The Girl on the Train

by

Paula Hawkins

Teachers and parents! Struggling with distance learning? Our Teacher Edition on The Girl on the Train can help.

The Girl on the Train: Rachel: Thirteen Summary & Analysis

Summary
Analysis
Monday, August 12, 2013. Rachel is with Tom in his car, parked at a local lake. Last night, he called and asked if they could meet. Rachel knows that his phone call has something to do with Anna spotting her on Blenheim Road. Now that Rachel is with Tom, she feels especially guilty for having sex with Scott. When Tom asks Rachel about her involvement with Scott, she assures him that they’re simply friendly. Tom tells Rachel that he’s concerned for her—after all, Scott is a murder suspect. Tom tells Rachel that he still cares for her, and Rachel begins to cry. Tom offers her money, but Rachel insists that she’s all right. Tom begs her to promise him that she’ll stay away from Scott, and Rachel agrees. She is full of joy—she believes that Tom is actually jealous.
In this passage, as Tom shows Rachel his sensitive side, Rachel begins to believe that there is a part of him that still wants her—or at least a part of him that doesn’t want her to be with anyone else. Rachel doesn’t realize that Tom is psychologically and emotionally manipulating her, echoing the patterns that seemingly defined their relationship while they were still married to each other.
Themes
Women and Society Theme Icon
Gaslighting, Memory, Repression, and the Self  Theme Icon
Secrets and Lies Theme Icon
Tuesday, August 13, 2013. The following night, Rachel has a nightmare: she sees another pile of clothes by the train tracks as she rides into London. She sees “Jess” and “Jason” on the terrace of number 15, chatting happily. Rachel anticipates moving forward, past number 23, where she believes that Tom will be waiting outside to wave to her—but the train won’t start again. Rachel screams in horror as Jason starts violently attacking Jess. The redheaded man approaches Rachel and urges her to calm down—it’s already too late to do anything.
This frightening dream speaks to many of Rachel’s greatest desires and terrors alike: she fears that Scott is violent and untrustworthy—and that there is something deficient within her that causes her to latch onto him so thoughtlessly. Rachel also longs for Tom’s attention and acknowledgement. Furthermore, she is plagued by who the redheaded man could be, and she wishes that she could figure out what role he plays in all of this.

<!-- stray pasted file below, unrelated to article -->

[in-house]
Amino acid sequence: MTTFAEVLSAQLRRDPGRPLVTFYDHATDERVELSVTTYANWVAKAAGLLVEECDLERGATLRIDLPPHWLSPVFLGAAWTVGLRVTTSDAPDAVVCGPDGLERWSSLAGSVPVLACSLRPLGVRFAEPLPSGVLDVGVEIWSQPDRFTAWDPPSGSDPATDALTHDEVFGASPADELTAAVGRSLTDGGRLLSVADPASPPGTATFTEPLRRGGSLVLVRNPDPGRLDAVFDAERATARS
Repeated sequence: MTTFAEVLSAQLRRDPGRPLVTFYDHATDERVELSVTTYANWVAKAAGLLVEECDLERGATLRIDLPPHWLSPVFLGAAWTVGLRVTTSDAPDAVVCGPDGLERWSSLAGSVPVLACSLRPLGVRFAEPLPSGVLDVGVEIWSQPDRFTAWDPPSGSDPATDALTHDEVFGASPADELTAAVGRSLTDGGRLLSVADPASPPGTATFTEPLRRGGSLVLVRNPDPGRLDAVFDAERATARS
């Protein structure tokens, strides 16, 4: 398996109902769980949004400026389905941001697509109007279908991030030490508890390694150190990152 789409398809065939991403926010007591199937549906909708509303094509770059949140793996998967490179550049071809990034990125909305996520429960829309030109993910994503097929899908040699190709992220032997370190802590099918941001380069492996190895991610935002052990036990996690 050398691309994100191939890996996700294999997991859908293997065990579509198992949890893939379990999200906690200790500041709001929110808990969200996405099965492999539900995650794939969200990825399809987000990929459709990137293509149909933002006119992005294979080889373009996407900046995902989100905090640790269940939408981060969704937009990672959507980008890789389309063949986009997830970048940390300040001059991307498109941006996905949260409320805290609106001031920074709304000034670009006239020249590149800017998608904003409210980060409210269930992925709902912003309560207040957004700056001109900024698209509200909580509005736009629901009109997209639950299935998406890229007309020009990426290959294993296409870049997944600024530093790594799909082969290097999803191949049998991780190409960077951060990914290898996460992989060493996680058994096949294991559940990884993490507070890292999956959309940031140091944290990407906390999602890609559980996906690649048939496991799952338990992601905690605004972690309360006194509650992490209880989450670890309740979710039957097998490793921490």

Themes
Women and Society Theme Icon
Gaslighting, Memory, Repression, and the Self  Theme Icon
Secrets and Lies Theme Icon
The nightmare bothers Rachel all morning as she rides the train into Witney for her appointment with Abdic. Rachel wishes that she could tell him about her dream, but she’s afraid of revealing too much. Instead, she asks him about whether hypnosis can recover memories. Abdic, however, suggests that there are other ways to recall lost memories: talking about them, listening to music, or retracing one’s steps.
The source of Rachel’s anxiety and fear seems to be coming from deep within her and is seemingly tied to her past. She is determined to uncover the secrets of her own life and figure out which memories she can trust—and which ones she can’t. 
Themes
Gaslighting, Memory, Repression, and the Self  Theme Icon
Addiction, Dependency, and Abuse Theme Icon
Secrets and Lies Theme Icon
Abdic asks if there’s a specific memory Rachel wants to recall. She tells him about a night when she attacked Tom with a golf club; she woke in the morning unable to remember what had happened. Tom had to fill in the blanks for her. Rachel tells Abdic that weeks later, she was looking at the hole she’d allegedly left in the wall when she had a strange flashback of cowering on the floor as Tom stood over her with the golf club. Rachel says that she wants to uncover more memories like this one because the feelings she recalls—like fear—don’t fit with Tom’s version of what happened.
As Rachel begins talking about her past with Abdic, it becomes clear that Rachel’s lived experiences don’t line up with the things she’s been told about herself. It seems obvious that Rachel has suffered some kind of abuse—whether physical, emotional, or psychological—at the hands of Tom. Rachel, however, is not fully ready to confront that reality yet.
Themes
Women and Society Theme Icon
Gaslighting, Memory, Repression, and the Self  Theme Icon
Addiction, Dependency, and Abuse Theme Icon
Secrets and Lies Theme Icon
Related Quotes
Get the entire The Girl on the Train LitChart as a printable PDF.
The Girl on the Train PDF
After therapy, Rachel returns to the underpass at Witney to try to jog her memory. As she spots a woman in a blue trench coat walking farther down the road, she remembers seeing Anna wearing a blue dress and walking hurriedly away from her toward a waiting car—Tom’s car. Rachel realizes that this memory doesn’t make sense. According to Tom, he drove around looking for Rachel after she made a drunken scene on Blenheim Road—but Anna stayed home with Evie. Rachel walks to Blenheim Road and stands across from her old house, wishing she could ask Tom the truth about what happened.
Rachel continues uncovering memories of things that have happened to her while drunk—yet she feels completely detached from the narratives Tom has given her. Tom’s account of the night Megan disappeared doesn’t match up with Rachel’s memories. If Rachel wants to uncover the truth, she’ll have to confront the inconsistencies in her life—and try to find their roots. 
Themes
Women and Society Theme Icon
Gaslighting, Memory, Repression, and the Self  Theme Icon
Addiction, Dependency, and Abuse Theme Icon
Secrets and Lies Theme Icon